Many Massachusetts residents find riding a motorcycle to be relaxing and fun. Many also find it as a cost effective way to get around town to see family, go to school, or get to work. Yet, despite its benefits, motorcycle riding can also have its drawbacks. Specifically, motorcyclists are often subjected to the negligent acts of other motorists. And, since they lack many of the safety features afforded to those in passenger vehicles, these motorcyclists often suffer serious injuries or death.
The problem doesn’t seem to be getting any better. According to recently released data, 2015 saw a more than eight percent jump in motorcycle accident deaths, reaching nearly 5,000. This means that motorcyclists are 29 times more likely to be killed in a wreck than those in a passenger vehicle. This is worrisome, particularly because an approximately 600,000 more motorcyclists took to the road in 2015 than in 2014.
Although it is true that some of these deaths are caused by the negligence of the victim, in many fatal motorcycle accidents, as well as in many injurious one, other motorists are at fault. This is why it is key that motorcycle awareness is encouraged as much as possible. Doing so may prevent motorists from failing to yield when making a left turn, force them to double-check their mirrors before changing lanes, and encourage them to control their emotions when they feel road rage creeping on.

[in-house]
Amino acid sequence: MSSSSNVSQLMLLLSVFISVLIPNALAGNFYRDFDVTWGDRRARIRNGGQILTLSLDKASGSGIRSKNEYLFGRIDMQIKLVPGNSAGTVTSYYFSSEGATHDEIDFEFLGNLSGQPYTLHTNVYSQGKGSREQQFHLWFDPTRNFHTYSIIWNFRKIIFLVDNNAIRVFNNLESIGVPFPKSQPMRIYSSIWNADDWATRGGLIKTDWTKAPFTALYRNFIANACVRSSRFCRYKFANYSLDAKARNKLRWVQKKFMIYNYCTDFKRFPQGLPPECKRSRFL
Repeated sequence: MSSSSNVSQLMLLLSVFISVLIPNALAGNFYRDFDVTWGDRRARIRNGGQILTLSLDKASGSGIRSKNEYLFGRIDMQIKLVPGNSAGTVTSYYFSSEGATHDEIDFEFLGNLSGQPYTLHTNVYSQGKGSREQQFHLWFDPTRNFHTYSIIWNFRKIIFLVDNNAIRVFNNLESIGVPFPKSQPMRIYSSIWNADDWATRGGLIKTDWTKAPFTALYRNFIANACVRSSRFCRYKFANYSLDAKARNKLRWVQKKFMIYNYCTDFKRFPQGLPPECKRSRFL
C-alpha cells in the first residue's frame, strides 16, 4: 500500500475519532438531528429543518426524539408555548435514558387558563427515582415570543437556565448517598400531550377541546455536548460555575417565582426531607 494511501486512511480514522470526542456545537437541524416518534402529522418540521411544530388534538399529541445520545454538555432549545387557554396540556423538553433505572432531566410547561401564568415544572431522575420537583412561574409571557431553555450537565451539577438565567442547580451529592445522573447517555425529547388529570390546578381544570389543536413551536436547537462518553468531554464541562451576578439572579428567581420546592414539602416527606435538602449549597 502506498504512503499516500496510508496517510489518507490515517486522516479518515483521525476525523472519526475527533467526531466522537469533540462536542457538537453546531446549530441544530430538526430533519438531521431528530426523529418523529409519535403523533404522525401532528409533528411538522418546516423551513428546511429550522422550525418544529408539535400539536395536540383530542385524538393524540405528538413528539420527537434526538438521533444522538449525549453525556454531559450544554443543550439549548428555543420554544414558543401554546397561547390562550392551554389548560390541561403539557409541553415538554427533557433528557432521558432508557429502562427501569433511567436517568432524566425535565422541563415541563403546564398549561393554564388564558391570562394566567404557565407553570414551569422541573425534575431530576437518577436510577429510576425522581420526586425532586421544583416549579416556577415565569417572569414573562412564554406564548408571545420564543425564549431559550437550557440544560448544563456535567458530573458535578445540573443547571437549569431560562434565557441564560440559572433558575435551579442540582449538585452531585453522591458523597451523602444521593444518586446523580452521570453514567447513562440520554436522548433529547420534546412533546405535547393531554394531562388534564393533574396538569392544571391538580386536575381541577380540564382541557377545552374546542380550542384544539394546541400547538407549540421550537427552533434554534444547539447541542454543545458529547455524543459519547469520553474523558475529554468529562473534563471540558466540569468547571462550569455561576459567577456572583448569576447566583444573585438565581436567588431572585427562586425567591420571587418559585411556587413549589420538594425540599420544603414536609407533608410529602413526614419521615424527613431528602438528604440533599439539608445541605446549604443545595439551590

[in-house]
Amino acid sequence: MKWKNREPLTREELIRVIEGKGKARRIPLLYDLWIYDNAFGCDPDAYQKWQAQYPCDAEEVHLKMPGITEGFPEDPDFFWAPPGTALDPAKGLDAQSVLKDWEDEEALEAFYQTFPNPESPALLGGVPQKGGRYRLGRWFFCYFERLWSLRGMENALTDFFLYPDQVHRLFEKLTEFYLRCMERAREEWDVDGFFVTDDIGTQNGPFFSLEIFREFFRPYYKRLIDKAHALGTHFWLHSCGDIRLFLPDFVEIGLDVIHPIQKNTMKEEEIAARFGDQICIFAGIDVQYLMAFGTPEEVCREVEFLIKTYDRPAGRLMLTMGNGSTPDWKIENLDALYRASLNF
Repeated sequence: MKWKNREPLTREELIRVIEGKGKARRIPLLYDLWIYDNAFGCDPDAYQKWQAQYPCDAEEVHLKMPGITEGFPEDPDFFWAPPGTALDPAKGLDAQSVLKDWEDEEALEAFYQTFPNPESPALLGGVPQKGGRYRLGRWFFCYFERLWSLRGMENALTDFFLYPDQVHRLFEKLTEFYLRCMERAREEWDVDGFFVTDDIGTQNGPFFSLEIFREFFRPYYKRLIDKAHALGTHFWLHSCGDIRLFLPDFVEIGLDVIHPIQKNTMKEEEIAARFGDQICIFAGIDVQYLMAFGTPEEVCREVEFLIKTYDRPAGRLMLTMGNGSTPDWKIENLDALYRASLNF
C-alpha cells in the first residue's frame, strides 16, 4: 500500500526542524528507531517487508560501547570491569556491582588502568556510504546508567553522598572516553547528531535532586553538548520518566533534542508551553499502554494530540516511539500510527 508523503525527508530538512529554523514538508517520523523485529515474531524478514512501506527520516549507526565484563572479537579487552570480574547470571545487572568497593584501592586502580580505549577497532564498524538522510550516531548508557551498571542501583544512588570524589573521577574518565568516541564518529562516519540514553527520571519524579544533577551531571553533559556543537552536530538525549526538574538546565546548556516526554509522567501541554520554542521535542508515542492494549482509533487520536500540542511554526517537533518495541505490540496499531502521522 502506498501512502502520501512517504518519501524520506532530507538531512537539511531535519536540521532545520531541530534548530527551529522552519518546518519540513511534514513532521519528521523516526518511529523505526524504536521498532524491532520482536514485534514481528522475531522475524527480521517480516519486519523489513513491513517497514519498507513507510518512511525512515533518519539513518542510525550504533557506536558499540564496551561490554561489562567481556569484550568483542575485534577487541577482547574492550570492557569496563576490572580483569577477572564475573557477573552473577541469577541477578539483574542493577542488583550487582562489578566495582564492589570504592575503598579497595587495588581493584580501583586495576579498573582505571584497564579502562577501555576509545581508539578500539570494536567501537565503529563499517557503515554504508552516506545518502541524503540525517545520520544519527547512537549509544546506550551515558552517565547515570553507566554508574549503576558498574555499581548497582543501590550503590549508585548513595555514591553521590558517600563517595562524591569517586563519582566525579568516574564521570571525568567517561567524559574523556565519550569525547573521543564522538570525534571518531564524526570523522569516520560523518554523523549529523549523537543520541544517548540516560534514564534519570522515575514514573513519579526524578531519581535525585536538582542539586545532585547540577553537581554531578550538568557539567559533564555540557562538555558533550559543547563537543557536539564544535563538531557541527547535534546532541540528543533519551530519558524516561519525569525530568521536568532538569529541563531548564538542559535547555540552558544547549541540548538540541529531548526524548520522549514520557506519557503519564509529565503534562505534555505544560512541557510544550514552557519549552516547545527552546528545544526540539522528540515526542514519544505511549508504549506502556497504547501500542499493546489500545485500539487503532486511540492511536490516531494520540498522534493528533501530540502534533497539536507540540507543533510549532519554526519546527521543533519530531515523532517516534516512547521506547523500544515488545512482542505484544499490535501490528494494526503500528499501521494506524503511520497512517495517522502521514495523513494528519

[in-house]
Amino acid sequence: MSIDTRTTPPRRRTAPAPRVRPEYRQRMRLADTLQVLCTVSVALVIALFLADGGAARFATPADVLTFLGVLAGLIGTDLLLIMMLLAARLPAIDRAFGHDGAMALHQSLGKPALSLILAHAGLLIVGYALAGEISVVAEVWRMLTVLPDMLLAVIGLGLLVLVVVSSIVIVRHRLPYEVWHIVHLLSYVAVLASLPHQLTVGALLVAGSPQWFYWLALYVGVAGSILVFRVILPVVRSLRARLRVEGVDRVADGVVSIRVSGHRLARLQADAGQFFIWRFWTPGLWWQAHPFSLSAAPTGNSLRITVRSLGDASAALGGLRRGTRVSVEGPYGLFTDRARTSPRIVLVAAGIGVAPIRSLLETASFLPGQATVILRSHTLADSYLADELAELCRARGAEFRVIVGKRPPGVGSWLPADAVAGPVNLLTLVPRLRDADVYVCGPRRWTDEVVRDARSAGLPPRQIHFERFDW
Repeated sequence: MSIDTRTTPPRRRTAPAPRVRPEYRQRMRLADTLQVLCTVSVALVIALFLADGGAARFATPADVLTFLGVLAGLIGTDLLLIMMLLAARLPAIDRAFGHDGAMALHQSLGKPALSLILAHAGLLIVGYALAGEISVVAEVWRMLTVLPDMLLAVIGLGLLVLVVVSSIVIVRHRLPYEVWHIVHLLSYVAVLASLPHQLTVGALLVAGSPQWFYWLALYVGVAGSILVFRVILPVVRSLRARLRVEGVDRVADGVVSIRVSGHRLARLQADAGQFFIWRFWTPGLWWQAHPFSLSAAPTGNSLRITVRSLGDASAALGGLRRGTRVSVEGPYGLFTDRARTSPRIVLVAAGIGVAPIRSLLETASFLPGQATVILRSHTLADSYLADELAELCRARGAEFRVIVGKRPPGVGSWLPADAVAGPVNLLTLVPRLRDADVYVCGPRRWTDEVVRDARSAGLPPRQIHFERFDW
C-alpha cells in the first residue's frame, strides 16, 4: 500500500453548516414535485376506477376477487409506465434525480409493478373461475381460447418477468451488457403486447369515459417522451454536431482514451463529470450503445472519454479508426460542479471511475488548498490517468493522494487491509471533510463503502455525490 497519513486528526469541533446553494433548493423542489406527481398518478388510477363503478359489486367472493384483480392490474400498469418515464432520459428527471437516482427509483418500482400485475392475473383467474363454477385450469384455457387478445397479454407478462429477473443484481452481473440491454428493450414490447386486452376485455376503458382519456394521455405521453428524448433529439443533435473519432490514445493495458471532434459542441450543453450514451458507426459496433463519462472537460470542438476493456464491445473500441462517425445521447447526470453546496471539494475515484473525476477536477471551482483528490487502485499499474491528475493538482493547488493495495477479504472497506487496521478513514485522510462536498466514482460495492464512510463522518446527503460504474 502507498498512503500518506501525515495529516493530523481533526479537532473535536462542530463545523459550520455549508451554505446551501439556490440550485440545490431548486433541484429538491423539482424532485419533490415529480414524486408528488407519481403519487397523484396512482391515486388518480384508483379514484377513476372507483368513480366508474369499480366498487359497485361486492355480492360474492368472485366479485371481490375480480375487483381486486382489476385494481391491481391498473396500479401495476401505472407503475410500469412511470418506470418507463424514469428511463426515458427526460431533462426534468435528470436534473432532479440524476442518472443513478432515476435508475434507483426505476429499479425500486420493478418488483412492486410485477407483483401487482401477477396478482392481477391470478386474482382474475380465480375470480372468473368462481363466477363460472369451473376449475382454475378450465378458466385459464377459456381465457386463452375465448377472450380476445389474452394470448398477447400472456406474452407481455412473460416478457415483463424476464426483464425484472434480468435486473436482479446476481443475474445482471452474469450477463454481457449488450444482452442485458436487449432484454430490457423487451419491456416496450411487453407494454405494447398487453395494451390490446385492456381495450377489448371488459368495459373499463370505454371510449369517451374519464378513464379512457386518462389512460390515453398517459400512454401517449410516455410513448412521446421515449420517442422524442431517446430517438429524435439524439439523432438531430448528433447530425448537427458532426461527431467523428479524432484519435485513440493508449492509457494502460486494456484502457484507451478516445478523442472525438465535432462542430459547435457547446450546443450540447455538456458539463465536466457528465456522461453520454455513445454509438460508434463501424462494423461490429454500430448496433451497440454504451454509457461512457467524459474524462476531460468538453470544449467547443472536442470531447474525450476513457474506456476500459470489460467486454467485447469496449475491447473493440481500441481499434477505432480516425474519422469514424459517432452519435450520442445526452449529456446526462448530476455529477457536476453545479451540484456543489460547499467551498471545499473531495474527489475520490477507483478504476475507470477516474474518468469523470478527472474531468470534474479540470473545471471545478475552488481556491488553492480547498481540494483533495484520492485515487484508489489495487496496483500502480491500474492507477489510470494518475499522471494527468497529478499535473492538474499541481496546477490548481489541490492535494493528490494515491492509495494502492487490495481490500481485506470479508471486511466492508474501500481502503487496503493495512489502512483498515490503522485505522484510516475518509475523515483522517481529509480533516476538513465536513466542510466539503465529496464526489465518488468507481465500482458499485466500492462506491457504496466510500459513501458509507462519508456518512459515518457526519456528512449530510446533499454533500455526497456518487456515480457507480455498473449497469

Of course, there is only so much public initiatives and the criminal law system can do to protect motorcyclists. The sad truth of the matter is that these bikers will continue to be hurt by negligent drivers. In an attempt to cover their damages, which may include medical expenses, lost wages, and pain and suffering, these victims may be able to pursue compensation through a personal injury claim. Such a claim may also help shine a spotlight on the importance of motorcycle awareness and thereby prevent some from acting negligent in the future.
Source: Insurance Information Institute, “Motorcycle Crashes,” accessed on May 19, 2017